Understanding 401(k) Loan Repayment Terms
Borrowing from your 401(k) may seem convenient when you need funds for whatever reason. However, like any loan, a 401(k) loan comes with its own repayment terms and conditions, which need to be understood thoroughly before making a decision.
Essentially, a 401(k) loan permits you to borrow from your retirement savings. Tax law allows employees to borrow up to 50% of their 401(k) funds or $50,000 (whichever is less). If you have $20,000 or less in your plan, you can borrow up to $10,000, limited by how much you have in the plan. See the IRS website for more detailed examples of what may be permitted.
For some, this is appealing as it provides access to a low-interest loan in the form of a lump sum without the same credit-check processes you would undergo with a typical lender.
However, the money is not free; the repayment typically involves a defined payback schedule with interest rates and payment due dates, often managed via payroll deductions.
But be careful. Defaulting on a 401(k) loan can lead to severe financial repercussions, impacting your long-term financial health. Typically, if you leave a job, you might have to make your loan repayment within a short period of time. If you don’t make that deadline, you may face what’s called a “deemed distribution”, and owe penalties and income tax on the withdrawal.
For instance, the unpaid portion of your loan may be deemed a taxable distribution by the IRS, which means it’s subject to income tax and could incur additional tax penalties if you’re under 59.5. Under the Tax Cuts and Jobs Act, borrowers can repay their loan amount into an IRA to avoid generating taxable income from their retirement account loan.
Tax consequences are not the only risks to consider. Your retirement savings will also suffer from taking a loan, as those funds won’t benefit from compound growth when they aren’t in the account. You also may be subject to an early withdrawal penalty of 10%.
4 Ways To Repay A 401(k) Loan
Repaying a 401(k) loan to your former employer may feel like an overwhelming task, but with the right strategy, you can replenish your plan loan, make loan payments ahead of the due date, and shorten your repayment period to reduce interest charges.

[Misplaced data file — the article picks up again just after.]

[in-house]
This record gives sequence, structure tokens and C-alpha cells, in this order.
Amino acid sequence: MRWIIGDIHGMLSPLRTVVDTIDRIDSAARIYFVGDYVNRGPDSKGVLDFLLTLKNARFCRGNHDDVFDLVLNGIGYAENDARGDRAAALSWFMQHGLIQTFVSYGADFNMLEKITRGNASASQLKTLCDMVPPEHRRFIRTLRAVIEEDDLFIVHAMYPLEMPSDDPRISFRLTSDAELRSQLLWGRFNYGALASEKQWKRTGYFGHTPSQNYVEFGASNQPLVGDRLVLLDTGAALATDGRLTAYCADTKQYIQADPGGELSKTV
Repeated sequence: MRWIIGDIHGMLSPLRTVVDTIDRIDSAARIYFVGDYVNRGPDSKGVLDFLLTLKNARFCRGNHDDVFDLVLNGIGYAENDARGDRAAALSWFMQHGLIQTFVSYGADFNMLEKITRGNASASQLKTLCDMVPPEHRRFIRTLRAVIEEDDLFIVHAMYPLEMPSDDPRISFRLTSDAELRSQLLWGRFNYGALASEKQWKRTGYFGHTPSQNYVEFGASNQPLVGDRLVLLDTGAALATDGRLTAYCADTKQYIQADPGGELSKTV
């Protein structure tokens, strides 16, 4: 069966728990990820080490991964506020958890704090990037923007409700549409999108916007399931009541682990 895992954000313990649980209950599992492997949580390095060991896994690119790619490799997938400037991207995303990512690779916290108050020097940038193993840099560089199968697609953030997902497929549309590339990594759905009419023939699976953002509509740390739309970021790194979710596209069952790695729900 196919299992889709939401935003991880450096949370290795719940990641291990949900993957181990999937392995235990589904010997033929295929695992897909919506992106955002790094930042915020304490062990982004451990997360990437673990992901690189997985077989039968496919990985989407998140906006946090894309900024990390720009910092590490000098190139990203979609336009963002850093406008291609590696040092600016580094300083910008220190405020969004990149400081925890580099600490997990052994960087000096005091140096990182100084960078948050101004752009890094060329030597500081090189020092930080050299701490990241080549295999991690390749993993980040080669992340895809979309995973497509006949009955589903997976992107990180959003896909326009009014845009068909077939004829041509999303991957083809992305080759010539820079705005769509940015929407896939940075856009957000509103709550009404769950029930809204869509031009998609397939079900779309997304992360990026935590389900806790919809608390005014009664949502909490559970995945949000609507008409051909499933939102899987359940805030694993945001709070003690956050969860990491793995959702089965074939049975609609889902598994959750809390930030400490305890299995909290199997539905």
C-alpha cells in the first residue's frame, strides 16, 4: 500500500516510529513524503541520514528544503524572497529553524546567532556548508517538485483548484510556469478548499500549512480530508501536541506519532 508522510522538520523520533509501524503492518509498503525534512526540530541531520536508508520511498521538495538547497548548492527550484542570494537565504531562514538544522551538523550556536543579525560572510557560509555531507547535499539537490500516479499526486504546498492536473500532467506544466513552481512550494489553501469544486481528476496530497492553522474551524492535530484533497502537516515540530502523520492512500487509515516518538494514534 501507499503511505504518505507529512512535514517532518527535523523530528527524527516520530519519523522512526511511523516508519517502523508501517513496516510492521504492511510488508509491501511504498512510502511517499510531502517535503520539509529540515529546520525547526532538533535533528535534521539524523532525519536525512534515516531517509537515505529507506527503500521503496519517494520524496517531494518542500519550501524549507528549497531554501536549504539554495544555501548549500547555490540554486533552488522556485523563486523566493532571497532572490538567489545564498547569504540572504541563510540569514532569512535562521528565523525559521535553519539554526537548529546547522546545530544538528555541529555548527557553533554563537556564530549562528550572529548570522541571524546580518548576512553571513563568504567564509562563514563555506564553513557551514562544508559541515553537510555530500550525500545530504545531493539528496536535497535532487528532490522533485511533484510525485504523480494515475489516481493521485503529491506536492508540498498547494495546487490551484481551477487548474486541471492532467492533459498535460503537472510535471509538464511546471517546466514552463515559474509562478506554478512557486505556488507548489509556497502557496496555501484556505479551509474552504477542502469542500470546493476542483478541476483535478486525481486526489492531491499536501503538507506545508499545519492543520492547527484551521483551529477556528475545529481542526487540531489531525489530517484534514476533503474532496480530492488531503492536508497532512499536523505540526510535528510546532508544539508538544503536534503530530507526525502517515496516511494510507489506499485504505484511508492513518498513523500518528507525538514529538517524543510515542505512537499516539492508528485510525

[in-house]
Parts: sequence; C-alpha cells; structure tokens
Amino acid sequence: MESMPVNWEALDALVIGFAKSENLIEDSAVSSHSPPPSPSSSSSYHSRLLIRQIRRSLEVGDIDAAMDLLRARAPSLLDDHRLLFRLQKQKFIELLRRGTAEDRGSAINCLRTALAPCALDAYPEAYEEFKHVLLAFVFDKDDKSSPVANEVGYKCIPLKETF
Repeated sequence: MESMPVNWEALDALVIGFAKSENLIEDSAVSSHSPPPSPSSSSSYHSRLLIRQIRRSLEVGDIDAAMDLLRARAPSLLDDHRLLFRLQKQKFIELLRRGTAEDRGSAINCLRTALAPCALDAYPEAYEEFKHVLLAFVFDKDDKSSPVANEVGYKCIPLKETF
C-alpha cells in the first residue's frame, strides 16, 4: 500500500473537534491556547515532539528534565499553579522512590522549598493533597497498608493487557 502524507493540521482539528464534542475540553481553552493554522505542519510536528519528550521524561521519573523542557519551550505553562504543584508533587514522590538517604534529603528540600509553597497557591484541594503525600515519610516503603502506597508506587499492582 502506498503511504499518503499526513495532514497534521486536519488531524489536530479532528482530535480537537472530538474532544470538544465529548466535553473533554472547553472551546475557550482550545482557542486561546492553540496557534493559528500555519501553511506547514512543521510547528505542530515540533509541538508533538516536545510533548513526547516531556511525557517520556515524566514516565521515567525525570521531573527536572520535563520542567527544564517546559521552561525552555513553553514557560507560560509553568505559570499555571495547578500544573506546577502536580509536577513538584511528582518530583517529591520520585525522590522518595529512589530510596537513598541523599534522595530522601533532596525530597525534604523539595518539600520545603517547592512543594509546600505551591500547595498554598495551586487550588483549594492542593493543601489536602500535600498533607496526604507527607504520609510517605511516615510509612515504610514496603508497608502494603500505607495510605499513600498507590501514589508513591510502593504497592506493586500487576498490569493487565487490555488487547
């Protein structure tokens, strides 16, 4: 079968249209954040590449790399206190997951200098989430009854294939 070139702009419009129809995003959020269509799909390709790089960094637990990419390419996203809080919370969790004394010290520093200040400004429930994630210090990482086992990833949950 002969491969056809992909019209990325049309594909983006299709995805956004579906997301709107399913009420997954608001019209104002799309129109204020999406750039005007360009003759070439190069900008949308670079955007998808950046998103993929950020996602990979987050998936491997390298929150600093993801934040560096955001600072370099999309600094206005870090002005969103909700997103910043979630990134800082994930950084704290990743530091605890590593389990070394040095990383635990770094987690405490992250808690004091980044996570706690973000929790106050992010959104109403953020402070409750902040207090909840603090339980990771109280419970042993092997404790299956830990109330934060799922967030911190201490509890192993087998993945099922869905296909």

Let’s look at several approaches that can be tailored to suit your financial situation.
1. Pay Off the Loan in Full
The most straightforward option is to pay off the loan in full, although it’s understandable that this may not be an option. If you have the funds, this is a smart decision to avoid having the loan count as a taxable distribution on your federal tax return (if you were to default on the loan in the future).
2. Increase Contributions to Your New Employer’s Plan
If your new employer offers a 401(k) plan, one approach is to contribute a higher percentage of your paycheck to help offset some of the outstanding loan balance. However, remember that there will be an upper limit on contributions, and different plan administrators may have varying policies.
3. Use a Balance Transfer Credit Card
This strategy involves moving your 401(k) loan to a credit card, potentially with a lower interest rate. However, this option needs careful consideration, as high-interest rates may apply after the introductory period, and credit card debt can be even more detrimental to your personal finances.
Remember that interest on a 401(k) loan is paid back into your plan account balance, so all is not lost from paying a bit of interest. But you’ll need to come up with the cash either way, and interest paid to your 401(k) plan isn’t the most tax-efficient.
4. Obtain a Personal Loan
In some situations, you may be able to secure a personal loan with more favorable terms than your 401(k) loan, especially depending on your credit score and the loan amount.
Again, interest to a personal lender will be considered a pure expense, while interest on a 401(k) loan is somewhat like additional savings.